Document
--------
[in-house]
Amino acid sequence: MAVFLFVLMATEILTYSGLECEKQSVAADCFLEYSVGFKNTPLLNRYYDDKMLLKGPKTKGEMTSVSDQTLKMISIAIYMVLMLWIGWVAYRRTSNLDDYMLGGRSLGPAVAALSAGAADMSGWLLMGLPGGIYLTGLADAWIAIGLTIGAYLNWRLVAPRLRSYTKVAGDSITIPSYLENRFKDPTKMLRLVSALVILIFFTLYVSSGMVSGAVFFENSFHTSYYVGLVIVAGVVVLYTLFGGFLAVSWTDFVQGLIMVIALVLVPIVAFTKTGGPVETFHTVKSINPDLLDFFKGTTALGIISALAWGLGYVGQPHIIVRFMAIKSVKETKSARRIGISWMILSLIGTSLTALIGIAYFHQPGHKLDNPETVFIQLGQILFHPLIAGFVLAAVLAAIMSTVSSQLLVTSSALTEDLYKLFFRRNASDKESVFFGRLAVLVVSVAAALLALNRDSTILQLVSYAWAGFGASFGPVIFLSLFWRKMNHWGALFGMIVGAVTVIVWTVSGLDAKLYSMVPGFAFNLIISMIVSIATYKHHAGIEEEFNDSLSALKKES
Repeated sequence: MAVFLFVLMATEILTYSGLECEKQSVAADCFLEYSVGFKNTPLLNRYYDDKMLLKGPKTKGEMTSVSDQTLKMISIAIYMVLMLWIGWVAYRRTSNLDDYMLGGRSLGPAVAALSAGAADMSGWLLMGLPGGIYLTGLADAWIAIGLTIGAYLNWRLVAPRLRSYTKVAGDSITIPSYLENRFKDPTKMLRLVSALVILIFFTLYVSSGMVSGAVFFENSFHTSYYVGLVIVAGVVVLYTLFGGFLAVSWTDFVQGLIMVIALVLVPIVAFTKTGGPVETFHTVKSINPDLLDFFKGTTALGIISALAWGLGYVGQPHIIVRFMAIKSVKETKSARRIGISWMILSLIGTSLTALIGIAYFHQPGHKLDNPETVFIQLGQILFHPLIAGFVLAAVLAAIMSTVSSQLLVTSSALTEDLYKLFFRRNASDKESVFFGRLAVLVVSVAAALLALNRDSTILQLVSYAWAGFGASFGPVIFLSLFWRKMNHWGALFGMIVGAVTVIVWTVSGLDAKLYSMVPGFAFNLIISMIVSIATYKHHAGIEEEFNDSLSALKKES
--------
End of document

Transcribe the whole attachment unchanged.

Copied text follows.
[in-house]
Amino acid sequence: MAVFLFVLMATEILTYSGLECEKQSVAADCFLEYSVGFKNTPLLNRYYDDKMLLKGPKTKGEMTSVSDQTLKMISIAIYMVLMLWIGWVAYRRTSNLDDYMLGGRSLGPAVAALSAGAADMSGWLLMGLPGGIYLTGLADAWIAIGLTIGAYLNWRLVAPRLRSYTKVAGDSITIPSYLENRFKDPTKMLRLVSALVILIFFTLYVSSGMVSGAVFFENSFHTSYYVGLVIVAGVVVLYTLFGGFLAVSWTDFVQGLIMVIALVLVPIVAFTKTGGPVETFHTVKSINPDLLDFFKGTTALGIISALAWGLGYVGQPHIIVRFMAIKSVKETKSARRIGISWMILSLIGTSLTALIGIAYFHQPGHKLDNPETVFIQLGQILFHPLIAGFVLAAVLAAIMSTVSSQLLVTSSALTEDLYKLFFRRNASDKESVFFGRLAVLVVSVAAALLALNRDSTILQLVSYAWAGFGASFGPVIFLSLFWRKMNHWGALFGMIVGAVTVIVWTVSGLDAKLYSMVPGFAFNLIISMIVSIATYKHHAGIEEEFNDSLSALKKES
Repeated sequence: MAVFLFVLMATEILTYSGLECEKQSVAADCFLEYSVGFKNTPLLNRYYDDKMLLKGPKTKGEMTSVSDQTLKMISIAIYMVLMLWIGWVAYRRTSNLDDYMLGGRSLGPAVAALSAGAADMSGWLLMGLPGGIYLTGLADAWIAIGLTIGAYLNWRLVAPRLRSYTKVAGDSITIPSYLENRFKDPTKMLRLVSALVILIFFTLYVSSGMVSGAVFFENSFHTSYYVGLVIVAGVVVLYTLFGGFLAVSWTDFVQGLIMVIALVLVPIVAFTKTGGPVETFHTVKSINPDLLDFFKGTTALGIISALAWGLGYVGQPHIIVRFMAIKSVKETKSARRIGISWMILSLIGTSLTALIGIAYFHQPGHKLDNPETVFIQLGQILFHPLIAGFVLAAVLAAIMSTVSSQLLVTSSALTEDLYKLFFRRNASDKESVFFGRLAVLVVSVAAALLALNRDSTILQLVSYAWAGFGASFGPVIFLSLFWRKMNHWGALFGMIVGAVTVIVWTVSGLDAKLYSMVPGFAFNLIISMIVSIATYKHHAGIEEEFNDSLSALKKES